Cumberland, Maryland City Hall & Academy of Music
The Academy of Music (1874-1910) was a civic theater and the first city hall for the city of Cumberland, Allegany County, Maryland. It was a grand building with 18-inch (460 mm) thick walls, 78 feet (24 m) high from street to roof crest, and was 140 feet (43 m) high to the top of the tower. At the time, the building was built for a cost of $127,000 (approximately 2 million dollars in 2006 dollars). Construction began in 1874 and was finished in 1876.
The entire south portion of the building was devoted to entertainment and was referred to as the Academy of Music. The Academy of Music was opened Tuesday night, March 7, 1876 under the auspices of John T. Ford, when his company presented "The Big Bonanza." The academy featured a 30x30 foot stage, four VIP theater boxes, and a seating capacity of 1,300. At various times it was packed to the walls with over 2,000 people. The ground floor was occupied by a Market House, and above were located the beautiful frescoed mayor's office and council chamber.
In 1878, Lowermilk describes the interior of the Academy of Music as "one of the most beautiful interiors to be found in any place of amusement in the country." The ceiling work of art, upon which was expended the skill of the best painters in the employment of Emmart & Quarterly, of Baltimore. The lower floor of the Academy was divided into the "Orchestra," and "Orchestra Circle," and was supplied with nearly 500 patent folding chairs. The next floor was the "Dress Circle," and above this the "Balcony." The balconies were supported by handsome iron columns, and the fronts were of iron open ornamental work, in soft colors, picked with gold, and a vermilion background. The "Sunlight" reflector in the centre of the ceiling illumined the house, but was supplemented by handsome brackets on the wall. The drop curtain was a handsome painting, representing the "Decline of Carthage." On the apron border was a faithful portrait of Shakespeare, with suitable surroundings. Dressing rooms, with water, heat, and all conveniences occupy a portion of the space under the stage, and a door leads directly from the stage to a comfortable room for the "stars."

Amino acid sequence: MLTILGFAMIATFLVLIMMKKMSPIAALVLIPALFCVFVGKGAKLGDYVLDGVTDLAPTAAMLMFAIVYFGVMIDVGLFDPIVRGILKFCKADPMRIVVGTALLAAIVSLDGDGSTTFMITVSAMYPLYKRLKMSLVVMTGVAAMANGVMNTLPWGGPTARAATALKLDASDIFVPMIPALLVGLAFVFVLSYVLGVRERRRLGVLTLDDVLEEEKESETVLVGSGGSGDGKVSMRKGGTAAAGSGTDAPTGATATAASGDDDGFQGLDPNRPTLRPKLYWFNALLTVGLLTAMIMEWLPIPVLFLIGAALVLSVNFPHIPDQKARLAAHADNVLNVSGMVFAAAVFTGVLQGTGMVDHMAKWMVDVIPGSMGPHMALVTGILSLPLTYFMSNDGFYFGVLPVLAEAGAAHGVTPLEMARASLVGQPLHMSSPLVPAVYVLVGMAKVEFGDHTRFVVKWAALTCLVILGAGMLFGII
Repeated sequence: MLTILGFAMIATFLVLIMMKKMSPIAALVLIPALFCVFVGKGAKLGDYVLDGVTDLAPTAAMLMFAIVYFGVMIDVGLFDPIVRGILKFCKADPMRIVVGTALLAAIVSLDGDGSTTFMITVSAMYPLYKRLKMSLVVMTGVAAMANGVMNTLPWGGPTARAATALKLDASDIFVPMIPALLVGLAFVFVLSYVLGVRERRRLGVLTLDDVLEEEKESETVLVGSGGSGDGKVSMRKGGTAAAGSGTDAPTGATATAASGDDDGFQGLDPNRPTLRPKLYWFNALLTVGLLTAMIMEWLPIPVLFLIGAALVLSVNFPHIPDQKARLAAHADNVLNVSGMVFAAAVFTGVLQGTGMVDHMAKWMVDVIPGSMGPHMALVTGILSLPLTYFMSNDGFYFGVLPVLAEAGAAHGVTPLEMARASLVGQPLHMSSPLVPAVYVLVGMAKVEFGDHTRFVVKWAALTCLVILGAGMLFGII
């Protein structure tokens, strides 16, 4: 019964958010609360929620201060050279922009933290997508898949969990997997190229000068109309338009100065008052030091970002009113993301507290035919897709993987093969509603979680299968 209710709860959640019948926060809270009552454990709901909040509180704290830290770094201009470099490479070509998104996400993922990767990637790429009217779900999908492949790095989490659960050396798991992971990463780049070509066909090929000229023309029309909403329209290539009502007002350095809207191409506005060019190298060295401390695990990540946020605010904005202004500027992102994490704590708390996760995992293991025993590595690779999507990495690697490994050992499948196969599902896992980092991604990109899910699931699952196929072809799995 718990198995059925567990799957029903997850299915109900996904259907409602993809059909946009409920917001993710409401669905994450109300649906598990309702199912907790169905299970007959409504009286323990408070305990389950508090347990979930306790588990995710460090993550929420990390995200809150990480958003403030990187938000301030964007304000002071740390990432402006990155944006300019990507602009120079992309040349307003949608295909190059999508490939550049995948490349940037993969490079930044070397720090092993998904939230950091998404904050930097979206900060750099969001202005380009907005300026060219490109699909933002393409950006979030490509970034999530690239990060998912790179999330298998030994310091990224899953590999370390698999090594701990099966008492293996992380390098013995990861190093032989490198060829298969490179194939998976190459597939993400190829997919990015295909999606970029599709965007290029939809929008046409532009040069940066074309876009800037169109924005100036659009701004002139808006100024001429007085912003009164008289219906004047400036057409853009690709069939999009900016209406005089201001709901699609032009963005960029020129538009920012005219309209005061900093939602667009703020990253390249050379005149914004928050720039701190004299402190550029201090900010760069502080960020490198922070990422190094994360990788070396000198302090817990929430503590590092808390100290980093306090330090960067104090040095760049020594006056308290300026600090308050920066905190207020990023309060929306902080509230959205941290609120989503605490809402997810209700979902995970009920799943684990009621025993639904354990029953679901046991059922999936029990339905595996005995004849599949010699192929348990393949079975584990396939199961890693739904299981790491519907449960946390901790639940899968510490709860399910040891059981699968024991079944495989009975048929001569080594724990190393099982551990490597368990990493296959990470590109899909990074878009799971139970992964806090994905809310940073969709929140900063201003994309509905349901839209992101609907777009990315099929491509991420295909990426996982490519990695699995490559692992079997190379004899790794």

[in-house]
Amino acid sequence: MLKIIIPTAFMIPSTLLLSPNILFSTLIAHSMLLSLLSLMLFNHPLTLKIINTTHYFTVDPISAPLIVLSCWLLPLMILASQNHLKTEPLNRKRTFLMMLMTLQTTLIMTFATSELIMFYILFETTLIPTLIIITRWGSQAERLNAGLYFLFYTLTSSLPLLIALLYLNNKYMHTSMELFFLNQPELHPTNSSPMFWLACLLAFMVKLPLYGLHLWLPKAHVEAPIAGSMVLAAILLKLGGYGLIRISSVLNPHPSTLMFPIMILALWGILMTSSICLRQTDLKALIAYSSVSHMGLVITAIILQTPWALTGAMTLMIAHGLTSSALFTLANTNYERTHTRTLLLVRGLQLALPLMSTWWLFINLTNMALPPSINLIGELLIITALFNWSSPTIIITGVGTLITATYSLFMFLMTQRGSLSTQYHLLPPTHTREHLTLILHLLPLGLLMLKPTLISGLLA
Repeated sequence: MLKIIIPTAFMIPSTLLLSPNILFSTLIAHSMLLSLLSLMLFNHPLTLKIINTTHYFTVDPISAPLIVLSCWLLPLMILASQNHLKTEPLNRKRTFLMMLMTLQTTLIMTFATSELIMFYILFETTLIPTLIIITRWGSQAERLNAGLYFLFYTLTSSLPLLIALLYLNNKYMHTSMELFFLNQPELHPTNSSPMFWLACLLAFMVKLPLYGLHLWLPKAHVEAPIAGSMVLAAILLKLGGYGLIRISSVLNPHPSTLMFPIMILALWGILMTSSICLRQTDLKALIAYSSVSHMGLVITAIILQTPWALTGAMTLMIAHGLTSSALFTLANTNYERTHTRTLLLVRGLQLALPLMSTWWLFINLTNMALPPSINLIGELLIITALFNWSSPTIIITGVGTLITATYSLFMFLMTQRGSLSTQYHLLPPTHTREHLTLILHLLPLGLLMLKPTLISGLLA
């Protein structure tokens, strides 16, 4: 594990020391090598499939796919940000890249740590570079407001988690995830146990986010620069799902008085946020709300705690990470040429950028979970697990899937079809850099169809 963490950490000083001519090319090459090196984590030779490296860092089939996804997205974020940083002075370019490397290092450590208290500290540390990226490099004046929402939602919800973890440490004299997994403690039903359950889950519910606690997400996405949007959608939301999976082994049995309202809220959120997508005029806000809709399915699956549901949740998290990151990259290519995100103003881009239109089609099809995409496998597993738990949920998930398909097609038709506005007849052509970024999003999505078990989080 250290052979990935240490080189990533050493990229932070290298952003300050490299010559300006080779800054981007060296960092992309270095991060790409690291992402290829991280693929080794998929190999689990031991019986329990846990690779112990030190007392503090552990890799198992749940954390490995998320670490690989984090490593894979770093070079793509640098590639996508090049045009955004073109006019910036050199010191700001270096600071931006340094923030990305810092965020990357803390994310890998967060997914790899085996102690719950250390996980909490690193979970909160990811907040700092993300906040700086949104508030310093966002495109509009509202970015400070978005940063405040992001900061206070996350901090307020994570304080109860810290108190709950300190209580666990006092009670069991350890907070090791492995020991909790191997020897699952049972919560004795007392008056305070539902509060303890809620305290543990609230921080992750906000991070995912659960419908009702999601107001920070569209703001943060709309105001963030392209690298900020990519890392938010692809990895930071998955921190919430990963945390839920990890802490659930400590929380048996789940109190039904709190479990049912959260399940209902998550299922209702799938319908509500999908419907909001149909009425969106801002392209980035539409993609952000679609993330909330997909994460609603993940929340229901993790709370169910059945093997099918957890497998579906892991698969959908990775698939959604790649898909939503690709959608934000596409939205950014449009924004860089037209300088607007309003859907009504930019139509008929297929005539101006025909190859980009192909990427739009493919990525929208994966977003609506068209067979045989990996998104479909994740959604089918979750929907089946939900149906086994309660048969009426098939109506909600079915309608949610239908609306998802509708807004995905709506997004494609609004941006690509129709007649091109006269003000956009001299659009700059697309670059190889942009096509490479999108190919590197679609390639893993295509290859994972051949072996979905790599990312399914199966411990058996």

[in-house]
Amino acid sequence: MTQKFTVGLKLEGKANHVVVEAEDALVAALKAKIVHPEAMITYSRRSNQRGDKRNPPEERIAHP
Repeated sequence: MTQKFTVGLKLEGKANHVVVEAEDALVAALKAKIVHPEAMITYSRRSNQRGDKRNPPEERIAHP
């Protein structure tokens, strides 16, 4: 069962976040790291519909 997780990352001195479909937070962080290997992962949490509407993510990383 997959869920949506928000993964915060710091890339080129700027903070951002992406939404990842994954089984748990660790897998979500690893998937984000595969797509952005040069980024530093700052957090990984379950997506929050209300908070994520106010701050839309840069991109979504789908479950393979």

The Academy of Music was ultimately destroyed by fire on March 14, 1910. The remaining structure was razed and construction of a smaller replacement city hall was built during 1911-1912 at a cost of $87,000 (approximately 1.8 million dollars in 2006 dollars). The replacement city hall stands upon the site of the old City Hall and Academy of Music. Plans called for a dome on the new building, but at $6,000 it was considered too expensive. The circular foundation for the canceled dome is still visible on the roof. the interior rotunda features a mural by artist Gertude Dubrau depicting the city's early history, Fort Cumberland, General Edward Braddock, and George Washington.
- Will H. Lowdermilk, "History of Cumberland", first published 1878, reprinted by Clearfield Co., October 1997, Paperback, ISBN 0-8063-7983-9.
- Albert L. Feldstein, "Allegany County (Images of America: Maryland)", Arcadia Publishing, 2006, ISBN 0-7385-4381-0